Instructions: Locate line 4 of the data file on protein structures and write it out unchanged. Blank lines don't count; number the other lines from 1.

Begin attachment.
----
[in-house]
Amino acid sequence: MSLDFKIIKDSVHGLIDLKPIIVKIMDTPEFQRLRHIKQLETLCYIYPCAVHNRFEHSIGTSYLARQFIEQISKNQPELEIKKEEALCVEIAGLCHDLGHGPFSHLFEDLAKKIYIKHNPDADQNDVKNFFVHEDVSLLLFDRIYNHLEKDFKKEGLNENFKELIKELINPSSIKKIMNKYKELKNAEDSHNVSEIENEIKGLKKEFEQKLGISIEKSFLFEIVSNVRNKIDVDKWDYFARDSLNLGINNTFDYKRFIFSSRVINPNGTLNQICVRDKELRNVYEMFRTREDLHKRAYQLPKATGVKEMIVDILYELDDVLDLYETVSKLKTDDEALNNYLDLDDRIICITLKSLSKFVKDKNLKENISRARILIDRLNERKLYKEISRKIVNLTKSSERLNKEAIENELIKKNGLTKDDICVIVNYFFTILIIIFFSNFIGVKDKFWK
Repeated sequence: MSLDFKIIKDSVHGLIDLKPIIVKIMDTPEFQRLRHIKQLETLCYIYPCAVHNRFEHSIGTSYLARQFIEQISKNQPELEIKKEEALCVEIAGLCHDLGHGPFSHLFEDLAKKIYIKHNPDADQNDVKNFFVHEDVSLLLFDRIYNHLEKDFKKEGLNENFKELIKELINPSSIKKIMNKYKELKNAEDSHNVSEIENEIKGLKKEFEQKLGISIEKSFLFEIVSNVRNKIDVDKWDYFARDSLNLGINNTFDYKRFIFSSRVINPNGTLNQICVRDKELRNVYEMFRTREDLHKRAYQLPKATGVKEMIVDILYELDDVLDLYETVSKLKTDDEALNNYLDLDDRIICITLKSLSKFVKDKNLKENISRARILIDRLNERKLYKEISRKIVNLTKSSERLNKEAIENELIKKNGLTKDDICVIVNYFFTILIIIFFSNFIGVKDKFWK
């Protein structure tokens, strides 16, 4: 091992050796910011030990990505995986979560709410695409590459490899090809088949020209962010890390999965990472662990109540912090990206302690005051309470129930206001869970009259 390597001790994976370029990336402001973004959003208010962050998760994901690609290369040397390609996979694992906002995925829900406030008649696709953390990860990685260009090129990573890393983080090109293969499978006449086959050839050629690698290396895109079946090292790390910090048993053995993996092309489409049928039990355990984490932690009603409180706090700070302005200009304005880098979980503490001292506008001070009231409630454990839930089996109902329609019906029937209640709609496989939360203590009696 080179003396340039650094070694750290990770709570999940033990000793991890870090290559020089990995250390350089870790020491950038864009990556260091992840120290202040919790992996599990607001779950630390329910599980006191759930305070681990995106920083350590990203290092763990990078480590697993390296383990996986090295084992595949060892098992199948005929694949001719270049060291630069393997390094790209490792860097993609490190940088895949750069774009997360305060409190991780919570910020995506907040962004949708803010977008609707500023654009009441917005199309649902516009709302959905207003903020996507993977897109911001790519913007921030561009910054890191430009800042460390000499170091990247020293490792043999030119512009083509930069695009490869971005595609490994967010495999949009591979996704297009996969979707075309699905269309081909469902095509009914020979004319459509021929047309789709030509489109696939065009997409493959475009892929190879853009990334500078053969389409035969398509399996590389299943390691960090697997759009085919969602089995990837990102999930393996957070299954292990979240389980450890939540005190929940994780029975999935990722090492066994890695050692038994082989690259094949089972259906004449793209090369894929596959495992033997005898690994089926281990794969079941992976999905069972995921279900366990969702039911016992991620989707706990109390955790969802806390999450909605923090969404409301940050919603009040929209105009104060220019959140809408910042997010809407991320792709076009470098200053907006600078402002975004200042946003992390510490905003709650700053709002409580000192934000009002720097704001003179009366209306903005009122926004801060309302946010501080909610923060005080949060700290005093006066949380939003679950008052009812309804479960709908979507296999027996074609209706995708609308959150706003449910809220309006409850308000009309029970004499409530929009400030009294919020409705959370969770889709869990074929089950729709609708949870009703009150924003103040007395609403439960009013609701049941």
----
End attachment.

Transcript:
């Protein structure tokens, strides 16, 4: 091992050796910011030990990505995986979560709410695409590459490899090809088949020209962010890390999965990472662990109540912090990206302690005051309470129930206001869970009259 390597001790994976370029990336402001973004959003208010962050998760994901690609290369040397390609996979694992906002995925829900406030008649696709953390990860990685260009090129990573890393983080090109293969499978006449086959050839050629690698290396895109079946090292790390910090048993053995993996092309489409049928039990355990984490932690009603409180706090700070302005200009304005880098979980503490001292506008001070009231409630454990839930089996109902329609019906029937209640709609496989939360203590009696 080179003396340039650094070694750290990770709570999940033990000793991890870090290559020089990995250390350089870790020491950038864009990556260091992840120290202040919790992996599990607001779950630390329910599980006191759930305070681990995106920083350590990203290092763990990078480590697993390296383990996986090295084992595949060892098992199948005929694949001719270049060291630069393997390094790209490792860097993609490190940088895949750069774009997360305060409190991780919570910020995506907040962004949708803010977008609707500023654009009441917005199309649902516009709302959905207003903020996507993977897109911001790519913007921030561009910054890191430009800042460390000499170091990247020293490792043999030119512009083509930069695009490869971005595609490994967010495999949009591979996704297009996969979707075309699905269309081909469902095509009914020979004319459509021929047309789709030509489109696939065009997409493959475009892929190879853009990334500078053969389409035969398509399996590389299943390691960090697997759009085919969602089995990837990102999930393996957070299954292990979240389980450890939540005190929940994780029975999935990722090492066994890695050692038994082989690259094949089972259906004449793209090369894929596959495992033997005898690994089926281990794969079941992976999905069972995921279900366990969702039911016992991620989707706990109390955790969802806390999450909605923090969404409301940050919603009040929209105009104060220019959140809408910042997010809407991320792709076009470098200053907006600078402002975004200042946003992390510490905003709650700053709002409580000192934000009002720097704001003179009366209306903005009122926004801060309302946010501080909610923060005080949060700290005093006066949380939003679950008052009812309804479960709908979507296999027996074609209706995708609308959150706003449910809220309006409850308000009309029970004499409530929009400030009294919020409705959370969770889709869990074929089950729709609708949870009703009150924003103040007395609403439960009013609701049941």